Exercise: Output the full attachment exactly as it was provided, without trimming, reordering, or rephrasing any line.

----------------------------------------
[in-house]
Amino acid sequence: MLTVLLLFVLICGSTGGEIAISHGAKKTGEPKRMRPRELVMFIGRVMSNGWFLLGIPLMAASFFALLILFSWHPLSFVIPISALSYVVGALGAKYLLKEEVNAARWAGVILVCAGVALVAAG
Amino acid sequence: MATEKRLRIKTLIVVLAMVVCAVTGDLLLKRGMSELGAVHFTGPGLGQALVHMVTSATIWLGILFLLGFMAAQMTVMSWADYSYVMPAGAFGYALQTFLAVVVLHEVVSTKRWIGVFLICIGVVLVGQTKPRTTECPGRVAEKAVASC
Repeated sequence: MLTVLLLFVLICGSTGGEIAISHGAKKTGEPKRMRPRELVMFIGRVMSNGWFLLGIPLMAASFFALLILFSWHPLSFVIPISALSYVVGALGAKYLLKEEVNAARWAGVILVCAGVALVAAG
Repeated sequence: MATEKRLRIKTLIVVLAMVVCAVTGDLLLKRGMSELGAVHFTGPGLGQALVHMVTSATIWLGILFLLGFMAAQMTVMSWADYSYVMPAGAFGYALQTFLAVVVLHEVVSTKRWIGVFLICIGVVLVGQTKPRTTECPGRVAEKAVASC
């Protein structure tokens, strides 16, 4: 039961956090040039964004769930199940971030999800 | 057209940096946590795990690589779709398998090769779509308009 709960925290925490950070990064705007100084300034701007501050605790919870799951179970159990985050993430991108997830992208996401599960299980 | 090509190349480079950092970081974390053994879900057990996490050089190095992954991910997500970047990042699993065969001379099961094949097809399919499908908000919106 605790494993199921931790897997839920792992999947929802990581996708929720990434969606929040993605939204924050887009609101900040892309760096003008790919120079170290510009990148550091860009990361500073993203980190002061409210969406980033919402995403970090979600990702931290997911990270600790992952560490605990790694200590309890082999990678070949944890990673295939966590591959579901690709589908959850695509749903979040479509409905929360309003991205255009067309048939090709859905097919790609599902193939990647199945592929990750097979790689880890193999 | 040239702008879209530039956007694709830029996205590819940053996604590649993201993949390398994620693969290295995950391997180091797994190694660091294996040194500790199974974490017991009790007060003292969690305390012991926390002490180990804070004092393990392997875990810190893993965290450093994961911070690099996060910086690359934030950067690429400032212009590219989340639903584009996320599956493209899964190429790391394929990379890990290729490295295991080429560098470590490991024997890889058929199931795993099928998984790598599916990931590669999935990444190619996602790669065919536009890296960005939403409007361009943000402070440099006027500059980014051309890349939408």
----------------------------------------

[in-house]
Amino acid sequence: MLTVLLLFVLICGSTGGEIAISHGAKKTGEPKRMRPRELVMFIGRVMSNGWFLLGIPLMAASFFALLILFSWHPLSFVIPISALSYVVGALGAKYLLKEEVNAARWAGVILVCAGVALVAAG
Amino acid sequence: MATEKRLRIKTLIVVLAMVVCAVTGDLLLKRGMSELGAVHFTGPGLGQALVHMVTSATIWLGILFLLGFMAAQMTVMSWADYSYVMPAGAFGYALQTFLAVVVLHEVVSTKRWIGVFLICIGVVLVGQTKPRTTECPGRVAEKAVASC
Repeated sequence: MLTVLLLFVLICGSTGGEIAISHGAKKTGEPKRMRPRELVMFIGRVMSNGWFLLGIPLMAASFFALLILFSWHPLSFVIPISALSYVVGALGAKYLLKEEVNAARWAGVILVCAGVALVAAG
Repeated sequence: MATEKRLRIKTLIVVLAMVVCAVTGDLLLKRGMSELGAVHFTGPGLGQALVHMVTSATIWLGILFLLGFMAAQMTVMSWADYSYVMPAGAFGYALQTFLAVVVLHEVVSTKRWIGVFLICIGVVLVGQTKPRTTECPGRVAEKAVASC
């Protein structure tokens, strides 16, 4: 039961956090040039964004769930199940971030999800 | 057209940096946590795990690589779709398998090769779509308009 709960925290925490950070990064705007100084300034701007501050605790919870799951179970159990985050993430991108997830992208996401599960299980 | 090509190349480079950092970081974390053994879900057990996490050089190095992954991910997500970047990042699993065969001379099961094949097809399919499908908000919106 605790494993199921931790897997839920792992999947929802990581996708929720990434969606929040993605939204924050887009609101900040892309760096003008790919120079170290510009990148550091860009990361500073993203980190002061409210969406980033919402995403970090979600990702931290997911990270600790992952560490605990790694200590309890082999990678070949944890990673295939966590591959579901690709589908959850695509749903979040479509409905929360309003991205255009067309048939090709859905097919790609599902193939990647199945592929990750097979790689880890193999 | 040239702008879209530039956007694709830029996205590819940053996604590649993201993949390398994620693969290295995950391997180091797994190694660091294996040194500790199974974490017991009790007060003292969690305390012991926390002490180990804070004092393990392997875990810190893993965290450093994961911070690099996060910086690359934030950067690429400032212009590219989340639903584009996320599956493209899964190429790391394929990379890990290729490295295991080429560098470590490991024997890889058929199931795993099928998984790598599916990931590669999935990444190619996602790669065919536009890296960005939403409007361009943000402070440099006027500059980014051309890349939408």